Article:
Rural School Bus Pilot Program
Written by Sierra Huffman, CivicSpark Climate Fellow
Pack you lunch and grab your homework for here comes your new yellow ride! Schools throughout California are soon to be awarded with new electric, hybrid, and renewable diesel buses. In an effort to combat climate change and rising CO2 emissions, the California Energy Commission (CEC) and the North Coast Air Quality Management District (AQMD), along with the California Resources Board (CARB) have allocated funding to replace old school buses. The CEC and AQMD targeted school districts that previously had limited access to funding for equipment upgrades. The targeted school districts are located within rural, low income, or disadvantaged communities, with a priority on small districts.
Hybrid plug ins, renewable diesel, and battery-electric buses all present exciting opportunities for California’s schools. The selected school districts will have an opportunity to become shining examples of climate awareness though greenhouse gas abatement and improved air quality for younger generations. Additionally, with the inbound arrival of electric transportation, schools could become pioneers in the new age of electricity.
Electrified transportation could provide vehicle-to-grid or vehicle-to-building benefits through economic gains, accompanied by increased adaptation and resiliency for California’s schools. Zero emission buses are fundamentally big transportable batteries that can be plugged into the grid. The battery can suck-up energy from the grid when charging or export energy to the grid by discharging excess energy from the battery. One way this could be economic to school districts is through rate arbitrage. The school could charge the bus when energy is cheap and discharge energy to the grid, powering their electrical loads when energy is more expensive. Schools could use their new electric buses to power campus wide microgrids with the installation of grid islanding technology. The bus could serve as a backup battery, powering critical loads on campus during a power outage or natural disaster.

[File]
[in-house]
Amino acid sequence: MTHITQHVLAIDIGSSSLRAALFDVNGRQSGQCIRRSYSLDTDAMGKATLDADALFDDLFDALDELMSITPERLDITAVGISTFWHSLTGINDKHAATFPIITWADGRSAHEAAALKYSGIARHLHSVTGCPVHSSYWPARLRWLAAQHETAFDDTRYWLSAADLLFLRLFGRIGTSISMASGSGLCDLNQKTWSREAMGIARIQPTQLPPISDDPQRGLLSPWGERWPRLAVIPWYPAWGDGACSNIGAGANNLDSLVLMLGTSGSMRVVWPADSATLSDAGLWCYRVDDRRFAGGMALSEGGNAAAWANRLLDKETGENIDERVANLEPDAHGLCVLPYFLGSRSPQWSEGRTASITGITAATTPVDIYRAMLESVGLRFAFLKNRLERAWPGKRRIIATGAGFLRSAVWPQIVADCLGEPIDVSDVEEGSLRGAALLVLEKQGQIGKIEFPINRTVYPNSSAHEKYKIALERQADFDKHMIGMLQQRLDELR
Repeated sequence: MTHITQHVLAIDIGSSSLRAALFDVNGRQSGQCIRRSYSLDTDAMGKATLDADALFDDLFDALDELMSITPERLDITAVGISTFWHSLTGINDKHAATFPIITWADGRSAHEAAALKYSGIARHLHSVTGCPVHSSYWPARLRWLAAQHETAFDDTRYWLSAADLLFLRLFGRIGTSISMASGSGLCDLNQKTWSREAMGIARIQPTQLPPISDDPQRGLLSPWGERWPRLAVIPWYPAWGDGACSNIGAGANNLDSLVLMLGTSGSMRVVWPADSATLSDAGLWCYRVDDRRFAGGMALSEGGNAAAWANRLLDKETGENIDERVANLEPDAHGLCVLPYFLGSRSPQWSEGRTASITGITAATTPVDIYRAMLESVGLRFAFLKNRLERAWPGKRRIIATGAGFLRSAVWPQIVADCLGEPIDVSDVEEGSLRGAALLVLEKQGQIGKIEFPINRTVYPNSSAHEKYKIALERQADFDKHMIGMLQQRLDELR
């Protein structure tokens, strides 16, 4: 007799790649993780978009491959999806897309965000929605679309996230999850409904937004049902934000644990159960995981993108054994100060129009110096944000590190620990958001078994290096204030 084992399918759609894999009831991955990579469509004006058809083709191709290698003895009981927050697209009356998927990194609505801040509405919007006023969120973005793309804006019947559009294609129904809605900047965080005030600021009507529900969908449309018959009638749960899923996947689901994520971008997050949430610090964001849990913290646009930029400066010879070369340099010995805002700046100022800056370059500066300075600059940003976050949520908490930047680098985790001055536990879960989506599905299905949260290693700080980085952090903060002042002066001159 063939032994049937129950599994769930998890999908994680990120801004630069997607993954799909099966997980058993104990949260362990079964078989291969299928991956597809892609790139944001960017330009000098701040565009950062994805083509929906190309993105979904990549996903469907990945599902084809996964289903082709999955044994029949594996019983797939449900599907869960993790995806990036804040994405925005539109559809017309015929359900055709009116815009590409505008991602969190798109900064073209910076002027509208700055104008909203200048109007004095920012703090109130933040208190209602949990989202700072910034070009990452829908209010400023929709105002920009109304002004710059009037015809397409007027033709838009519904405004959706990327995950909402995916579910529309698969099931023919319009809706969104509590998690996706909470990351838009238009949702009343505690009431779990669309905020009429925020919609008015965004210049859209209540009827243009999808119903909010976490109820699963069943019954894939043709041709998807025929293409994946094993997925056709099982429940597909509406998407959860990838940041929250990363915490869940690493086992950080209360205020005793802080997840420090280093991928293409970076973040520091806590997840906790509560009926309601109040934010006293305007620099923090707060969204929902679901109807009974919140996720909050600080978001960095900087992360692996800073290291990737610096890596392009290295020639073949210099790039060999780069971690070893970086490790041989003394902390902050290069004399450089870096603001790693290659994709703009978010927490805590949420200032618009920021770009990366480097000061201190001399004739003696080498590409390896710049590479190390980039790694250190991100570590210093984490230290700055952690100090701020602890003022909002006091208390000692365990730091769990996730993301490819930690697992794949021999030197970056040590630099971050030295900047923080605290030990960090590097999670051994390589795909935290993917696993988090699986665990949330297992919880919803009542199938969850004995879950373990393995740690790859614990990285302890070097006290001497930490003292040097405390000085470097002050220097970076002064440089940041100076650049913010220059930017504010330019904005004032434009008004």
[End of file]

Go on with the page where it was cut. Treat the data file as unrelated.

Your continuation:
Furthermore, school districts could offset part or all of their electric transportation fuel costs with the installation of solar photovoltaic (PV) arrays. Solar PV arrays could provide 100% clean and emission free energy to loads on campus, which only enhances the benefits of the awarded electric buses.
Schools within California could become epicenters of electrical innovation and climate adaptation with the roll-out of low carbon buses. The new electric buses could provide electricity during emergencies, allow for decreases in monthly energy bills with rate arbitrage, improve air quality, reduce California’s greenhouse gas emissions, and allow schools to offset electrical energy costs by generating solar power on site.
The California Energy Commission and North Coast Air Quality District will release the names of the schools who will be receiving new buses in Spring 2019 and school districts should start receiving their buses by late Fall 2019. We are looking forward to an exciting year for California’s schools – the future is looking bright!